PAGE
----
September Op-Ed - In for the long haul
- All key western central banks now say they are at or close to the tightening peak. Their focus is now on maintaining the restrictive monetary conditions for long enough to fully tame inflation.
- The “high for long” approach minimizes macroeconomic volatility relative to a “ever higher” trajectory, but it is not risk-free: it is difficult to know in real time if the monetary stance has not already gone too far.
- “High for long” creates a challenge for investors as cash rates will remain elevated for some time, making it hard for riskier assets to outperform.
- However, bond yields are at multi-year highs meaning fixed income markets should deliver positive real returns on a multi-year horizon.
The Federal Reserve (Fed), the European Central Bank (ECB) and the Bank of England (BoE) are now sharing a common narrative, irrespective of whether they delivered a hike in September. They all consider themselves at or close to their policy rate peak, although they all maintain a hiking bias, and are all reasonably confident the cumulative tightening will eventually “do the trick” and bring inflation back to target in a timely manner. Steering markets away from pricing too early cuts is going to be their main communication problem in the months ahead, as keeping overall financial conditions tight – including long-term interest rates – is probably part of the package they consider necessary to deliver a proper landing of inflation.
The BoE’s Chief Economist Huw Pill has proposed a geophysical image for the “high for long” approach to monetary policy which is likely to take hold: “less Matterhorn and more Table Mountain”. Choosing a “Table Mountain” approach – thus refraining from adding too many rate hikes once the policy stance is already clearly in restrictive territory – should reduce the risks of triggering an abrupt recession down the line which would then need to be accommodated by an equally exaggerated quantum of rate cuts – if for instance inflation ended up undershooting the central bank target as a result of the contraction of the real economy.
There are several long-term benefits to reducing macro volatility. First, a deep recession, even if swiftly addressed with a good dollop of monetary loosening, can depress trend growth by damaging human capital – e.g., through a loss of skills – as unemployment rises, and depress the capital stock as businesses cut their capex too far. Second, a “soft landing” would strongly enhance the credibility of central banks by demonstrating their capacity to fine tune. The “Table Mountain” approach is based on the recognition of the sometimes-long transmission lags, as monetary policy should stop hiking before all indicators of inflation have started blinking green.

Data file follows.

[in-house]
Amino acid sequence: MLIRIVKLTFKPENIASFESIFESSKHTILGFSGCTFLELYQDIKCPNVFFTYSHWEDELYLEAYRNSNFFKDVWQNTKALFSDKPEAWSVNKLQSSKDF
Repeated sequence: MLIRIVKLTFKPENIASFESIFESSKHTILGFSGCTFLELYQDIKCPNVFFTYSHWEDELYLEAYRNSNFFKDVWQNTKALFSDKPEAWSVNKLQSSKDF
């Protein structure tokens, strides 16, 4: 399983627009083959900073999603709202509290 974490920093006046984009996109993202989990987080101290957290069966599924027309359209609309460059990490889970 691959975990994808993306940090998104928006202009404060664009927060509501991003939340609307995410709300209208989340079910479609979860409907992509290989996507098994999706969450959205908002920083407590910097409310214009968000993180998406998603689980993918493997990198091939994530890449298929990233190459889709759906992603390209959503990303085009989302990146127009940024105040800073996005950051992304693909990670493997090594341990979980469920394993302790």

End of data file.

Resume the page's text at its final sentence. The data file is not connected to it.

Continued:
Still, it is not obvious central banks can easily spot whether they have already unwillingly engaged on a painful trail on the Matterhorn. Indeed, because of the transmission lags, evidence that policy went too far can only be collected after the fact. That the US economy has proved resilient so far does not mean that the ingredients for a hard landing are not already there. We can only notice that it is more likely the Fed has stopped in time last July, given how strong the real economy still is, than the ECB which may have to face a recession very soon. It is however understandable why the ECB is taking this risk: the signs of a softening inflation are harder to spot in the Euro area than in the US. This is indeed where, beyond the common narrative, Europe and the US differ. Core inflation has been receding more clearly these last few months in the US while progress is very limited in the Euro area, although cyclical conditions are deteriorating much faster there. Differences in labour market dynamics may help explain the paradox. With collective bargaining dominating in Europe, wage growth tends to play “catch-up” with past inflation for longer than in the US.
Yet, even in the US, the central bank cannot afford to lower the guard. The price of services excluding rents – the Fed’s focus, since this is the component which is normally the most attuned to the domestic cycle – may have hit a line of resistance slightly above 3% in year-on-year terms. Looking ahead, there should be enough decelerating contributions from rents and manufactured goods prices – the latter being now barely in positive territory – to offset such “resistance” and allow for a continued convergence of overall core inflation towards 2%, but the re-acceleration in services prices in the summer when measured on a three-month basis still deserves to be monitored.
In a nutshell, central banks may be “done”, but we would not count on a swift reversal of their stance before the middle of next year.
Markets need catalysts to outperform cash
The ‘higher for longer’ stance of the developed market central banks has driven market pricing to be consistent with the message from policymakers. Based on current market expectations, the US Fed will have kept the policy rate at 5.5% for around 11 months, based on when a full 25-basis-point (bp) cut in rates is priced in. This is a long time. There have been few occasions in the past that have seen rates stay at the peak for such a long period. The most recent was in 2006 to 2007 when the plateau lasted for 15 months. For the European Central Bank (ECB), there is perhaps more re-pricing ahead. Currently, the market has the ECB on hold for nine months.